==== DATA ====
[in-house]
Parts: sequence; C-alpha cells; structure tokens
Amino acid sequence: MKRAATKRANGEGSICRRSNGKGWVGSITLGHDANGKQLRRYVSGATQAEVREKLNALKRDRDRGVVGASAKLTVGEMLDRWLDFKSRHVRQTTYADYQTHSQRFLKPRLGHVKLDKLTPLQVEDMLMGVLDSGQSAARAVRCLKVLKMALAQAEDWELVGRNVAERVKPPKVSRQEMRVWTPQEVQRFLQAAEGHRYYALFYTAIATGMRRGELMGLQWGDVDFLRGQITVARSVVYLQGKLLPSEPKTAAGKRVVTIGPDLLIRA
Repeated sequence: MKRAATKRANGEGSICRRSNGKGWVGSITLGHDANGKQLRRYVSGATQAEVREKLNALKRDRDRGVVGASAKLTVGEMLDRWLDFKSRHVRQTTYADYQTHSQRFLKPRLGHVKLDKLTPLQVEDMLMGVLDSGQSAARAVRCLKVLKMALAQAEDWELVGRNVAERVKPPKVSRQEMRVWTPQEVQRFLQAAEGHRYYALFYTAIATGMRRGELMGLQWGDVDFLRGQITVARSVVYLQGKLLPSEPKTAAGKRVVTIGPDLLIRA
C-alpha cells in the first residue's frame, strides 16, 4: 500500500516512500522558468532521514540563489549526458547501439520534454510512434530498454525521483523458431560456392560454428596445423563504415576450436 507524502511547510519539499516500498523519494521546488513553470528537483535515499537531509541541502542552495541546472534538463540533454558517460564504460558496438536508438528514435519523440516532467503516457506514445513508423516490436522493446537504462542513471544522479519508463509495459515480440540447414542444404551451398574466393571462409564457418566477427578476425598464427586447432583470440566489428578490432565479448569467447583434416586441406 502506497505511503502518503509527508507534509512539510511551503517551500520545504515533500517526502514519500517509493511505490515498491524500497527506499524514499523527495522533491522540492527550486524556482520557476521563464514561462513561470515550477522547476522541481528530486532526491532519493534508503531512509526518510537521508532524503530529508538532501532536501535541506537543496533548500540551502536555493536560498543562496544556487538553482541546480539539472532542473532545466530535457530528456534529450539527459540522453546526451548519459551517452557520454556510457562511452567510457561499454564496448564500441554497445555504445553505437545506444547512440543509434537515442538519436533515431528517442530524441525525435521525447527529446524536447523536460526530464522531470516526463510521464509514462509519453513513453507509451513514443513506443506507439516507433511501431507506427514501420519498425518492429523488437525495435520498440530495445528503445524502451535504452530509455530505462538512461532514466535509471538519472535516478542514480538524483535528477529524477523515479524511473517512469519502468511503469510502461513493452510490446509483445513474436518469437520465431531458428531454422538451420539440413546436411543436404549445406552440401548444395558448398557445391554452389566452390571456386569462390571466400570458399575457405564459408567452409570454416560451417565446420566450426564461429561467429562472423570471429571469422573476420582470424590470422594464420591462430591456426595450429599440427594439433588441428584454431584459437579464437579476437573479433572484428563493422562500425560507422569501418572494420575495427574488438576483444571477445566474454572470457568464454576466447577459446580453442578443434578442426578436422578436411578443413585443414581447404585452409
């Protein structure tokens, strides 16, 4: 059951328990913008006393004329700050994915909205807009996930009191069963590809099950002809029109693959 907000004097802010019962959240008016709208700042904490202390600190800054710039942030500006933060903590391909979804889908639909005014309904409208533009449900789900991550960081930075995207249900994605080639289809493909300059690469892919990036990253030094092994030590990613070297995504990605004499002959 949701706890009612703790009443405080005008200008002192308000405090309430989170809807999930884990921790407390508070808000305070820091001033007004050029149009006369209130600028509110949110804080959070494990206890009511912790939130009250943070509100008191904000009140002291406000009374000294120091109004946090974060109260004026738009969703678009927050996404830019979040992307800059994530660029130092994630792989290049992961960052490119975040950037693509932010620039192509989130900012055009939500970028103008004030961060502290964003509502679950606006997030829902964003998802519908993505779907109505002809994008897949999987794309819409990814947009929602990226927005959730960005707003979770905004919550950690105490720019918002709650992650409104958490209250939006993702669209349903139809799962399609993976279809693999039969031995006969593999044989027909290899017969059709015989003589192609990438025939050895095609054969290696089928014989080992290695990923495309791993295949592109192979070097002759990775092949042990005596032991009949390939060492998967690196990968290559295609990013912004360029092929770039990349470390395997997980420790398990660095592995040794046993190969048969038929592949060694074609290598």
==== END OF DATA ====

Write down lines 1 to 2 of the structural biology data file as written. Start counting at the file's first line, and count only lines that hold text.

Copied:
[in-house]
Parts: sequence; C-alpha cells; structure tokens